A review of global oil prices on Oil Price early on Wednesday, September 13 (5:36 AM, GMT+1), showed that Brent crude is at $92.28 per barrel.
Yet, the country has failed to significantly increase its oil production.
In August, the Nigerian Upstream Petroleum Regulatory Commission (NUPRC) reported a daily oil production of 1.4 million barrels.
However, when we exclude condensate production from this figure, the output drops to 1,181,133 barrels per day.
This quantity appears quite modest when juxtaposed with Nigeria’s substantial oil reserves, estimated at 38 billion barrels.
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The latest Monthly Oil Market Report from the Organization of Petroleum Exporting Countries (OPEC) presented a different perspective, indicating that Nigeria’s crude oil production, excluding condensates, amounted to only 1.1 million barrels per day.
Since the beginning of 2023, Nigeria’s crude oil production has ranged from its highest at 1,292,240 barrels per day in February to its lowest at 1,004,392 barrels per day in April.
When we factor in condensates production alongside the figures from January to August 2023, the range extends from its peak of 1,534,654 barrels per day in March to its lowest point of 1,252,114 barrels per day in April
It’s evident from these statistics that Nigeria has yet to meet its budget benchmark of 1.69 million barrels per day for 2023.
In contrast, the non-oil sector has exhibited substantial recovery, as highlighted in the OPEC report. This recovery is characterized by significant growth in services, manufacturing, and agricultural output during the second quarter of 2023.
Nevertheless, the Nigerian economy continues to grapple with high inflation. In July, inflation rates continued to rise, registering an annual rate of 24.1% year-on-year, following 22.8% in June and 22.4% in May.
Nigeria’s oil sector lacks significant investments and stakeholders are currently battling crude oil theft. In recent times, the Nigerian National Petroleum Company Limited (NNPCL) has consistently reported weekly crude oil theft incidents across the Niger Delta oil-producing areas.
Security agents are tackling the problem by destroying vessels and other materials used in the illegal trade, yet the theft industry keeps waxing stronger, leading to the loss of 400,000 barrels of oil daily, according to the country’s National Security Adviser, Nuhu Ribadu.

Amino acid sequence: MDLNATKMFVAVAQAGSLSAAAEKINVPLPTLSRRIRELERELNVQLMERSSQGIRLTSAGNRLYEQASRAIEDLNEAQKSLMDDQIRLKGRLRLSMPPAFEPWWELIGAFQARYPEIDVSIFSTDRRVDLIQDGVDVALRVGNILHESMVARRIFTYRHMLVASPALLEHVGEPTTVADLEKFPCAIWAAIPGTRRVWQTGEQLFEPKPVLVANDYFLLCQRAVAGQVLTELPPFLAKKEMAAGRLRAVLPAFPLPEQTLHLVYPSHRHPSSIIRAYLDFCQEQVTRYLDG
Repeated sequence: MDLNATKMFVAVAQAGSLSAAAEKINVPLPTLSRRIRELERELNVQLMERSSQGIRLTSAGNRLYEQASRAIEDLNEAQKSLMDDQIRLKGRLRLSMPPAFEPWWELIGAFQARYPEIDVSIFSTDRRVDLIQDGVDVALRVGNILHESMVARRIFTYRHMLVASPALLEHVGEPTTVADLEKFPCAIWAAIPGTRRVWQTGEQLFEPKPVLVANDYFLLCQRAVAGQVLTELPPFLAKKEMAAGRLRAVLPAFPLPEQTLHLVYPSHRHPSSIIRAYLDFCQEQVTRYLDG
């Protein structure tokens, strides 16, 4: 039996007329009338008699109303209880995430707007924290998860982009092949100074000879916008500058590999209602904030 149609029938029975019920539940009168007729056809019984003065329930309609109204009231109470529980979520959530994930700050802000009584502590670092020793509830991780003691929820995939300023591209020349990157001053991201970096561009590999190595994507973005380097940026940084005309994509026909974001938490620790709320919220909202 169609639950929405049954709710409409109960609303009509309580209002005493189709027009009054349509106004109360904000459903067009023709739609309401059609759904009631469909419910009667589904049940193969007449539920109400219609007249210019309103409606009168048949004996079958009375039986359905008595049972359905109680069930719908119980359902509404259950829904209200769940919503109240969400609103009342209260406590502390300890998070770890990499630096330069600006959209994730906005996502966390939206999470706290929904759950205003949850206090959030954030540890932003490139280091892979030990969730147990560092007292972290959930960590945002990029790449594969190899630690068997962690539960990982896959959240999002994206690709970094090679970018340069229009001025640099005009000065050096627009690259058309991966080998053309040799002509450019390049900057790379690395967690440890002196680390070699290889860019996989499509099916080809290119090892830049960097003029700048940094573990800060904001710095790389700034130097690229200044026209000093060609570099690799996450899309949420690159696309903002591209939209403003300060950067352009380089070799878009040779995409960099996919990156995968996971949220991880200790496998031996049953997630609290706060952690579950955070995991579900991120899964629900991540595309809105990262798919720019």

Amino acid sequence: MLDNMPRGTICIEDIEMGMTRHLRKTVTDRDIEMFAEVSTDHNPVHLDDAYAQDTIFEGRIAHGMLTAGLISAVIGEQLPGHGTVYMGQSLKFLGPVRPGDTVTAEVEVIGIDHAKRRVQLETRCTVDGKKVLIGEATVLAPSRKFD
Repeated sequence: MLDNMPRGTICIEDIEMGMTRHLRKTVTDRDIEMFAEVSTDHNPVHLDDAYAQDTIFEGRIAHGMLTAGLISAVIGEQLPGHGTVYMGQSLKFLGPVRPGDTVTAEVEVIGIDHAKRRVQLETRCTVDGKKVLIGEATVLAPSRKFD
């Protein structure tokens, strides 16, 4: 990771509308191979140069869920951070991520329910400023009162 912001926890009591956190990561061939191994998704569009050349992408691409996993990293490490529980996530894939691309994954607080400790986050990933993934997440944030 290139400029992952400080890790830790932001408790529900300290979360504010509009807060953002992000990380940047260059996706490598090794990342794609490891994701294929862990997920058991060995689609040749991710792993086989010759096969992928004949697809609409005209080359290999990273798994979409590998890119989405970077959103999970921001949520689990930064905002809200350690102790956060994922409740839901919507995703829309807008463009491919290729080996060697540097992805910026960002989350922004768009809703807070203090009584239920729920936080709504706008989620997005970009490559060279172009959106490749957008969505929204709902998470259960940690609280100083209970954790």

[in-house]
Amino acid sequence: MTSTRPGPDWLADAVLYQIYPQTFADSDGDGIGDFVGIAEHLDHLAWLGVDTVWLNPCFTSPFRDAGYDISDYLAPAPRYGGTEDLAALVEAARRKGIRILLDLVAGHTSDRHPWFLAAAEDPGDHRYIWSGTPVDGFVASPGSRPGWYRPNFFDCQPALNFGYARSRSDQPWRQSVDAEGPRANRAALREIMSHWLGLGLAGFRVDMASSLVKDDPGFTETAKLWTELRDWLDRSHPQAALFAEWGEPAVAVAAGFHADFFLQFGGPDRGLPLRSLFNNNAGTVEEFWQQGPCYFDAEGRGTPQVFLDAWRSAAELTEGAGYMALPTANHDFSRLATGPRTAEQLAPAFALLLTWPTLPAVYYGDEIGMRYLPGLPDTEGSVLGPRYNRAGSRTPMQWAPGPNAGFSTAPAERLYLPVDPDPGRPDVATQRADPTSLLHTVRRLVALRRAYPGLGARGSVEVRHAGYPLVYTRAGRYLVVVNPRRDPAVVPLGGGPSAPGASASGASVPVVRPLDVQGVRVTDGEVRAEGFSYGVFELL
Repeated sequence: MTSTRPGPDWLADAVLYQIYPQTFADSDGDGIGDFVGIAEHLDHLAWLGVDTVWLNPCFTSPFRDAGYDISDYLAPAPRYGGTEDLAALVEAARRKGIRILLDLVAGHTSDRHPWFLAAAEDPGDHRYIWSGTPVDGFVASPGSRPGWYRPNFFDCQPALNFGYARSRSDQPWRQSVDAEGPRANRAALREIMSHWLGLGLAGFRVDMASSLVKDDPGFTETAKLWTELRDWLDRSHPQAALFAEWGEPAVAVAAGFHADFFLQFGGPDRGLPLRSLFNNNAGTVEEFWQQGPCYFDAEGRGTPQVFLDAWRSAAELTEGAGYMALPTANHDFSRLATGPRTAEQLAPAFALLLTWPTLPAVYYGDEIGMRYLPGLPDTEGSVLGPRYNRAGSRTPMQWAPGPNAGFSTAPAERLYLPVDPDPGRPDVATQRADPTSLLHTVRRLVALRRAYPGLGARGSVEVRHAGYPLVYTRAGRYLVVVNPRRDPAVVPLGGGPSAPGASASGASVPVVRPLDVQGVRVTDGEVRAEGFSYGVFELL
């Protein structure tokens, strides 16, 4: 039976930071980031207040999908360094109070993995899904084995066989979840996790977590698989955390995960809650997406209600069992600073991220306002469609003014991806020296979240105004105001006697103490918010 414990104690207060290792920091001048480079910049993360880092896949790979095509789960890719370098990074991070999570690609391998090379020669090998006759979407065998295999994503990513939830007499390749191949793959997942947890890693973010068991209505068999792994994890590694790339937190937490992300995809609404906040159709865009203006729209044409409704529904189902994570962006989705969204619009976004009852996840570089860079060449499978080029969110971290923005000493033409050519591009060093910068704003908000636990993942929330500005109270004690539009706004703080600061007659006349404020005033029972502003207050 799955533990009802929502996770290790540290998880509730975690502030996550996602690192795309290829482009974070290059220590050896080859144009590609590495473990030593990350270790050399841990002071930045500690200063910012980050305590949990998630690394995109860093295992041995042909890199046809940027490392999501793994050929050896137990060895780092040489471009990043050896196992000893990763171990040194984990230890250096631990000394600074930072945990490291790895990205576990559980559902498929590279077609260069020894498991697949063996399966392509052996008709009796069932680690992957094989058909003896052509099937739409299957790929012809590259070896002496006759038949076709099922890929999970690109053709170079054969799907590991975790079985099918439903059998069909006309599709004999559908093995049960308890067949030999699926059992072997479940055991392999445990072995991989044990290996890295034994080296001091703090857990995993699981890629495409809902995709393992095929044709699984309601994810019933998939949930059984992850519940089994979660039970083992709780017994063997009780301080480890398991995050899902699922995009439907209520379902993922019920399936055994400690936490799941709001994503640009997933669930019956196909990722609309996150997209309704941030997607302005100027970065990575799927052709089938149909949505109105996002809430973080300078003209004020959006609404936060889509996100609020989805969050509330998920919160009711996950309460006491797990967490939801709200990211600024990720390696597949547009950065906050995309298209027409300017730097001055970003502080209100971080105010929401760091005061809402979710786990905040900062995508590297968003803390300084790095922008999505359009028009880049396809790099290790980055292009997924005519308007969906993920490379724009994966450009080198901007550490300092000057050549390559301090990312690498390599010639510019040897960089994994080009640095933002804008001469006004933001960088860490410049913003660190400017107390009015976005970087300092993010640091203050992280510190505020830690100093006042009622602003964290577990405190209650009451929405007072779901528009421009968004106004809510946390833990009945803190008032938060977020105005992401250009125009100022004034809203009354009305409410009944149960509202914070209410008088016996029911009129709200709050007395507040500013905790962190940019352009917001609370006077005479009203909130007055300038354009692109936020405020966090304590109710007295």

The OPEC report also noted that among the top four oil producers in Africa, Nigeria (1.18 million) is still producing more than Angola (1.12 million), and Algeria (939,000). Although, it fell behind Libya (1.19 million) as of August 2023.
Global oil demand
According to the OPEC report, the 2023 world oil demand growth forecast of 2.4 mb/d remains consistent. Within the OECD region, OPEC anticipates a 0.1 mb/d increase in oil demand for 2023.
Meanwhile, in the non-OECD region, they expect oil demand to surge by approximately 2.3 mb/d. Looking ahead to 2024, the projection for global oil demand growth remains robust at 2.2 mb/d, mirroring the assessment from the previous month.
Global oil supply
According to the OPEC report, the non-OPEC liquids supply growth forecast for 2023 has been slightly increased to 1.6 mb/d.
The primary contributors to this growth in liquid supply for 2023 are the United States, Brazil, Norway, Kazakhstan, Guyana, and China. Looking ahead to 2024, the projection for non-OPEC liquids production remains steady at 1.4 mb/d, consistent with the previous month’s assessment.
In 2024, the key drivers of liquid supply growth are expected to be the United States, Canada, Guyana, Brazil, Norway, and Kazakhstan.
According to secondary sources, OPEC-13 crude oil production in August saw a month-on-month increase of 113 thousand barrels per day (tb/d), reaching an average of 27.45 mb/d.
Recently, concerns have emerged regarding potential supply constraints in the oil market. These concerns predominantly stem from ongoing production cuts in Saudi Arabia and Russia, which have been extended through the end of the year.
Additionally, other contributing factors to these supply fears may include the economic deceleration in China and the recent coup in Gabon, Libya’s Storm Daniel which has led to the shutdown of oil terminals.
These elements collectively create a complex landscape for oil supply dynamics, warranting close monitoring and analysis in the coming months.